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The Fed will cut rates, but probably not in March, warns Jerome Powell

Jerome Powell went on Wednesday evening beyond the letter of the press release that the United States central bank had just published.

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The Fed will cut rates, but probably not in March, warns Jerome Powell

Jerome Powell went on Wednesday evening beyond the letter of the press release that the United States central bank had just published. During the press conference which followed the meeting of the monetary committee, the head of the Federal Reserve dared to say explicitly what many of his colleagues on the monetary committee of the Federal Reserve have been implying for several days: yes, the central bank The American bank is preparing to reduce its key rate, although it is unlikely that it will do so on March 20, the date of its next regular meeting.

“I don't think it's likely that the committee will reach a level of confidence in time for the March 20 meeting,” said Jerome Powell in response to a question from a journalist. For several minutes he explained that the level of “confidence” in the effective and sustainable return to an average price increase rate of 2% had not yet been reached. The message is important because it feels like a promise. The Fed believes that it is not urgent to lower the fed funds rate today, because it knows that such a shift will commit it for several months.

This rate at which it lets banks lend each other very short-term liquidity has been set between 5.25 and 5.50% since July. It would be extremely troubling for the financial system if the central bank were caught on the wrong foot by a resumption of inflation, or even simply by a pause in disinflation to a still unacceptable level. Its medium-term objective remains a price increase of 2%. The Fed's press release on Wednesday evening eliminated the reference, still present in the mid-December press release, to the possibility of an increase in its key rate. The “open market” committee therefore has its finger on the trigger but it judges, not without reason, that it has the luxury of still waiting until May 1, the date of its third ordinary meeting of the year.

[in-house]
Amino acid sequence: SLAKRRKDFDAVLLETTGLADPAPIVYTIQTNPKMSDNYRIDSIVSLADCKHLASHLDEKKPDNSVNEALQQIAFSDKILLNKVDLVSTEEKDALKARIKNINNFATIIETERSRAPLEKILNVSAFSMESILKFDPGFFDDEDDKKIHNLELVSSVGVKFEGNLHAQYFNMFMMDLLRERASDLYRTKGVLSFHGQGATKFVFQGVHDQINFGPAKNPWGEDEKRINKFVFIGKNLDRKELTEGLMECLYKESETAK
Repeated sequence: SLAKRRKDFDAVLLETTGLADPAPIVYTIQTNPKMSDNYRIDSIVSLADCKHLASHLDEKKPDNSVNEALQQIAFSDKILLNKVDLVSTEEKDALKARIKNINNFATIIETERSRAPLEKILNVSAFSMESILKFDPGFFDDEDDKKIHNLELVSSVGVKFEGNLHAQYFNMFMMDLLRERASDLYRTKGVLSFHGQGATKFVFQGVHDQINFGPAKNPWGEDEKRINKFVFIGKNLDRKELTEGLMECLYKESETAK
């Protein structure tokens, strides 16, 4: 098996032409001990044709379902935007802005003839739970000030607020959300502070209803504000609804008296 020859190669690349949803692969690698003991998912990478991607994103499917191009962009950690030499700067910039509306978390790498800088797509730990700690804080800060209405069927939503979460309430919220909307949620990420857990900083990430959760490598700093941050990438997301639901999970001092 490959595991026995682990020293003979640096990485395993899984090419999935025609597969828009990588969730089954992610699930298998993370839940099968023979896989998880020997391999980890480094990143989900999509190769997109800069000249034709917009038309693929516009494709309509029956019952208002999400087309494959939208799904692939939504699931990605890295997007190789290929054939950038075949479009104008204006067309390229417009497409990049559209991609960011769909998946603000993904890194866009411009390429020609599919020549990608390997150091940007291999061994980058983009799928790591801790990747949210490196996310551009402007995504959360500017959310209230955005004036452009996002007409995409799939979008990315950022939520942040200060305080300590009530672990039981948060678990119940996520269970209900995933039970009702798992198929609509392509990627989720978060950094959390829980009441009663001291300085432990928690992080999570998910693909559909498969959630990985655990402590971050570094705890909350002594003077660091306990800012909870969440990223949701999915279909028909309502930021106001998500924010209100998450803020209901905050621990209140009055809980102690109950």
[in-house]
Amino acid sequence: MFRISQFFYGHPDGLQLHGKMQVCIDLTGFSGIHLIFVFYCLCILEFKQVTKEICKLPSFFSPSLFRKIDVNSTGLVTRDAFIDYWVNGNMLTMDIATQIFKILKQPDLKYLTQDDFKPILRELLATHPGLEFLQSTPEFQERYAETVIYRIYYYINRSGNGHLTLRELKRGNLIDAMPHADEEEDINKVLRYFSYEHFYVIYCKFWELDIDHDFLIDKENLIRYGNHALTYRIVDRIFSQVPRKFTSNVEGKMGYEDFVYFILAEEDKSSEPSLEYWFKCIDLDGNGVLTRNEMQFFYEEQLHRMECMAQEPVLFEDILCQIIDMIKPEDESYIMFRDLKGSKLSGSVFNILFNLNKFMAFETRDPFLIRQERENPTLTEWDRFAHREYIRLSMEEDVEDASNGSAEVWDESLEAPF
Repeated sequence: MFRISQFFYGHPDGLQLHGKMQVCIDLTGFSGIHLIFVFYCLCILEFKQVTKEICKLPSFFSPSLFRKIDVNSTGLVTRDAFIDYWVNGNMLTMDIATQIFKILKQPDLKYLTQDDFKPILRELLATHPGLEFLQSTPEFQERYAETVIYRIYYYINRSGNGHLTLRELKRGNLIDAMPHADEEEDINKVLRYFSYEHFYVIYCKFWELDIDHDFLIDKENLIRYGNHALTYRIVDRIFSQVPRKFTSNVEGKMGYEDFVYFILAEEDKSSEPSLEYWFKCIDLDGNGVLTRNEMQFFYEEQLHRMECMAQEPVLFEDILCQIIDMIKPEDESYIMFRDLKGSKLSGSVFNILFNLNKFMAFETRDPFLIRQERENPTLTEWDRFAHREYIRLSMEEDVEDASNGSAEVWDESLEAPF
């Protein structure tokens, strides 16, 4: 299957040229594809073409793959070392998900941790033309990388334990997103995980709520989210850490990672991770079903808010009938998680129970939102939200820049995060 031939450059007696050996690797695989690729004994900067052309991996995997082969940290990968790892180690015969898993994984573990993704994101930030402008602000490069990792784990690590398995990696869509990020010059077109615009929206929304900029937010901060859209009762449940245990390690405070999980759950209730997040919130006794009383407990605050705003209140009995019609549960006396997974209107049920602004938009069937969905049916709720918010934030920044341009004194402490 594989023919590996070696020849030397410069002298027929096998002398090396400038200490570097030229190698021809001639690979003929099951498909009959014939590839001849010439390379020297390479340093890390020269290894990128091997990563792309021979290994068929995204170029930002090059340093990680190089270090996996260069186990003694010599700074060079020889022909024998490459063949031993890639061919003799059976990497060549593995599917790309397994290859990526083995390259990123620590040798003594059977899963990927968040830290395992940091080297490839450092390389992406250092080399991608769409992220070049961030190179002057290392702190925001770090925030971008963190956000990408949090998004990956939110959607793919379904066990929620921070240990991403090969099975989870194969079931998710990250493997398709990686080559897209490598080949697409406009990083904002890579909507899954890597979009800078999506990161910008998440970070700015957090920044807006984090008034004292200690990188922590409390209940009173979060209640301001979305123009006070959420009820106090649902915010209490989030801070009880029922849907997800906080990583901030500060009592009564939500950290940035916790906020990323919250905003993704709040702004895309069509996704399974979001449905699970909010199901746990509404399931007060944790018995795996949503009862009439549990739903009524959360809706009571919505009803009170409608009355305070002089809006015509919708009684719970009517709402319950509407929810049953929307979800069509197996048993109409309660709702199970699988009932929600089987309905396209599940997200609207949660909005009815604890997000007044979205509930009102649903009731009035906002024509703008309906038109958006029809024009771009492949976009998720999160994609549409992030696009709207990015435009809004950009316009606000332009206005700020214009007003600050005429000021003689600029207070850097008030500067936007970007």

By going off script in the Monetary Committee's press release, Jerome Powell also wanted to correct traders who for weeks have been betting on a rate cut from March, and even on a continuation of the downward movement at each Fed meeting in 2024. He succeeded because in a few minutes, the futures markets absorbed the message. From more than 60% probability of a drop in the "fed funds" rate at the beginning of March, we have gone to 35%, according to the Fedwatch Tool indicator from the CME, a large American derivatives market. The Fed, by giving itself the time to act, only takes into account the fact that the fear of recession has subsided. All the recent signals given by the economy actually show that consumption is more solid than expected, that hiring is weakening but remains strong, that the labor shortage has not been resolved, and that prices are becoming reasonable again. By May 1, she expects further signs that inflation is under control. Measured over twelve months, the core of inflation, if we do not take into account energy prices and the prices of food products, returned to 2.9% at the end of 2023. On the other hand, measured over the six In recent months, this core has already fallen to 1.9%. “A few more months at this level, and we can say with confidence that our objective of returning to 2% has been achieved,” says Jerome Powell in substance. What’s still holding Jerome Powell and his colleagues back? The head of the Fed tried to explain it on Wednesday evening. The Fed's fear is that successful disinflation in goods will not be followed by sufficient disinflation in services. A large part of the drop in inflation comes from a better alignment of the supply of goods with demand. The fortunate fall in energy prices also contributed. The supply chain problems caused by the pandemic are being resolved, which is improving the supply of goods, while at the same time demand is less strong than at the end of confinement and is mainly shifting towards services. However, on the supply and demand side of services, the alignment still leaves something to be desired. Particularly in terms of housing. If, moreover, the job market showed worrying signs of deterioration, the Fed would be in greater pressure to reduce its key rate. But at the moment, this is not the case. Strong growth of 2.5% on an annual basis in the fourth quarter and the unemployment rate of 3.7% observed in December convinced Jerome Powell that he had room before pivoting towards interest rate cuts .

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